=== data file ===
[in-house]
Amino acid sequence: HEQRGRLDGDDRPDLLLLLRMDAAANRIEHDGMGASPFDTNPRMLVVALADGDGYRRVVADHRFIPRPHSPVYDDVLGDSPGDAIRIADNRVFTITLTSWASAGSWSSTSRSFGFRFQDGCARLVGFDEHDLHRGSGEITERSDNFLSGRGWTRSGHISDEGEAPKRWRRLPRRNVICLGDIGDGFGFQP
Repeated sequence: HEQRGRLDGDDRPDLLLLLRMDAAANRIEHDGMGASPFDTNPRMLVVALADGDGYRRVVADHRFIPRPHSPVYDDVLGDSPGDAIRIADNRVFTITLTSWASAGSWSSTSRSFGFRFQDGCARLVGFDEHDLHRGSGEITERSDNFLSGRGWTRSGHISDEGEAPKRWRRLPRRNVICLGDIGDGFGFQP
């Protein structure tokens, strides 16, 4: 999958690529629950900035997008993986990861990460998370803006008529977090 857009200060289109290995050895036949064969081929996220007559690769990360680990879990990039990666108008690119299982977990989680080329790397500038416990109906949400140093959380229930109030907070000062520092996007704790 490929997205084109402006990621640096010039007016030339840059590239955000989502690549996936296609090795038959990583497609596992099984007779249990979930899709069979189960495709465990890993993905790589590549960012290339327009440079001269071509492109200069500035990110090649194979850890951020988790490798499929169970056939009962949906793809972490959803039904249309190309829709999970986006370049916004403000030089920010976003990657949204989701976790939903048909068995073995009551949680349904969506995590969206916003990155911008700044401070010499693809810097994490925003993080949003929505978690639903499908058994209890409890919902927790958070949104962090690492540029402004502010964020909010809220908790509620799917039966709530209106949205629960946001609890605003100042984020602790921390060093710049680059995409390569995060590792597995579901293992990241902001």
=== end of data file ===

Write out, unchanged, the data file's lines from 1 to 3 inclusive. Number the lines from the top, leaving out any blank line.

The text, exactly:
[in-house]
Amino acid sequence: HEQRGRLDGDDRPDLLLLLRMDAAANRIEHDGMGASPFDTNPRMLVVALADGDGYRRVVADHRFIPRPHSPVYDDVLGDSPGDAIRIADNRVFTITLTSWASAGSWSSTSRSFGFRFQDGCARLVGFDEHDLHRGSGEITERSDNFLSGRGWTRSGHISDEGEAPKRWRRLPRRNVICLGDIGDGFGFQP
Repeated sequence: HEQRGRLDGDDRPDLLLLLRMDAAANRIEHDGMGASPFDTNPRMLVVALADGDGYRRVVADHRFIPRPHSPVYDDVLGDSPGDAIRIADNRVFTITLTSWASAGSWSSTSRSFGFRFQDGCARLVGFDEHDLHRGSGEITERSDNFLSGRGWTRSGHISDEGEAPKRWRRLPRRNVICLGDIGDGFGFQP